The South African poet laureate Keorapetse “Willie” Kgositsile once wrote these words: “This wind you hear is the birth of memory. When the moment hatches in time’s womb, there will be no art talk. The only poem you will hear will be the spear point pivoted in the punctured marrow of the villain, the timeless native son dancing like crazy to the retrieved rhythms of desire fading into memory.”
Kgositsile died on January 3 of this year, and it’s hard not to see his passing in the lineage of other great black poets recently lost, like Gil Scott-Heron in 2011, Amiri Baraka in 2014, and Maya Angelou later that same year. In that regard, the name of the legendary ‘60s group The Last Poets—which was inspired by Kgositsile’s poem—feels uncomfortably real.
But some 50 years since their initial formation, The Last Poets are still a vital, necessary force. Their new album Understand What Black Is—their first in 20 years—arrives into a world that’s capable of being just as distressing as it was when they first began recording.
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The Last Poets’ first performance was on May 19, 1968—the birthday of El-Hajj Malik El-Shabazz, aka Malcolm X—at what was then Mount Morris Park in Manhattan’s Harlem neighborhood. Now known as Marcus Garvey Park, the area just a short walk away from a new Whole Foods Market, the arrival of which has been hotly contested and debated. The Last Poets founding member Abiodun Oyewole recalls his home—Black Harlem, he says—in its prime. He remembers its enchanting nature and the deep sense of history that’s still there. Oyewole knew Miles Davis and Kwame Ture (formerly Stokely Carmichael), saw Malcolm X as a child, and remembers the impact of Amiri Baraka’s work firsthand. “I knew him before he was Amiri Baraka, he was Leroi Jones. He, in fact, is one of our mentors,” Oyewole reflects. He came up with the likes of Sonia Sanchez, Alice Coltrane, Nina Simone, and Sun Ra.
In ‘68, a couple of months before Martin Luther King’s assassination, Howard students led a legendary occupation protest against the Howard administration and won their demands. Fifty years later in 2018, Howard’s students were forced to do it all over again, and they won again. Back then they were chanting “Are you ready ni**er,” which inspired The Last Poets early on; this time they were chanting Rihanna’s lyric “Bitch better have my money.” Here, the connectivity of time suggests more than just repetition, it tells us how the past can show us the details of transformation to help us form an agenda for this time.
In the rapidly changing neighborhood, where gentrification forces residents to leave communities where they’ve established roots, a song like “Understand What Black Is” rings true. Its lyrics implore the listener to understand the beauty of blackness. “Black is humanity,” Oyewole says in the song, declaring both a universal truth and setting the tone for the rest of the album.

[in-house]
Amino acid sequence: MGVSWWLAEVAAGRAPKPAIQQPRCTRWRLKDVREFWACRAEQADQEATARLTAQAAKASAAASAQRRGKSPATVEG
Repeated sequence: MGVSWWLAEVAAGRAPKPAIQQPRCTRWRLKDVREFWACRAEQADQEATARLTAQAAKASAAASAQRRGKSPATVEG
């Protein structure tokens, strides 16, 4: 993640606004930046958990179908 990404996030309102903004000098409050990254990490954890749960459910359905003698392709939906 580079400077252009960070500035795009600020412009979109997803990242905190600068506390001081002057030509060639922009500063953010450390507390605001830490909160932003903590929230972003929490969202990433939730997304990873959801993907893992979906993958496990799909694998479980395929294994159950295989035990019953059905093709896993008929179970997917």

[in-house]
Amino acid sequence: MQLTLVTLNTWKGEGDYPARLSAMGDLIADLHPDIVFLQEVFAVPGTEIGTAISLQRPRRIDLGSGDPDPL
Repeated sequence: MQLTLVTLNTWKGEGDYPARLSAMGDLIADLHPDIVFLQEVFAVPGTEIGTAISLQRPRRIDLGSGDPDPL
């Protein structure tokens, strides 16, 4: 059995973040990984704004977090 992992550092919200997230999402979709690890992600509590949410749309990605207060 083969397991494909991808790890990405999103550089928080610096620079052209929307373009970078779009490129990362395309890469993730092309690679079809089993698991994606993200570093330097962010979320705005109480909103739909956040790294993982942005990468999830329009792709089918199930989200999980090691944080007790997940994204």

The Last Poets have kept busy despite their two-decade hiatus. “We have been traveling all over the country performing,” Oyewole says. “It’s been very exciting. The main thing I’m doing is just keeping my writing alive.” Umar Bin Hassan, who is currently based in Baltimore, made it clear that, despite the group’s absence from the studio, they have always remained together. That camaraderie can be heard throughout the new record. The poetry is calm and patient, with a lyricism that’s not far off from what you’d hear from elders in the black community—there are moments on the album that feel like you’re listening to black fathers, uncles, and grandfathers recite poetry. The songs celebrate black power and lament the persistence of oppression.
Sonically, the album is something of a departure from the band’s previous work, pulling in influences from reggae, ska, and dub. The album was produced by Ben Lamdin of Nostalgia 77 and Brighton’s Prince Fatty, who works in traditional reggae and dub; it’s easy to detect the influence of artists like Black Uhuru, King Tubby, Scientist, and Keith Hudson throughout the album. “We’ve had hip-hop behind us, jazz, and the blues, but that reggae, though,” Bin Hassan says, “that reggae just seemed to open up our words.” Percussionist Baba Donn Babatunde described the new sound as a mystical channel to give out the message and the word to people who would identify with it all over the world.
Some tracks stand out lyrically because their interesting concepts draw a direct line to their evolution as a group. “How Many Bullets” expresses how rebellion against oppression creates an immortality for those whose legacy will surpass mortal limitations. “We live in awe of ourselves / You can’t kill me / You can’t kill what you can’t see,” Oyewole says, sounding unfazed by the thought of death. Other tracks, like “Certain Images” and “Rain Of Terror,” find the group returning musically to jazz, and teasing other free form musical elements like the percussion that has long defined their sound. Most, if not all, of the tracks feel like declarations, statements, and intentional expressions of the group’s legacy. On “What I Want To See,” Oyewole imagines a better world, despite existing in one that often seems to repeat many of the problems he’s long fought.
Now, some 50 years later, the Last Poets have seen poetry and black culture evolve tremendously. They’ve also been a large part of the narrative, even if they never quite made it to the mainstream. “Dignity, pride, integrity, understanding, and the understanding of what is to be a human being,” Bin Hassan says of the group’s legacy. “I see myself not as a star,” Oyewole continued, “but a rock up in the sky who people have polished to shine to look like a star.
“As Black people, nobody can touch us,” Oyewole concludes. “Music has been our salvation. We are music and we have created all kinds of music just to survive in this land.”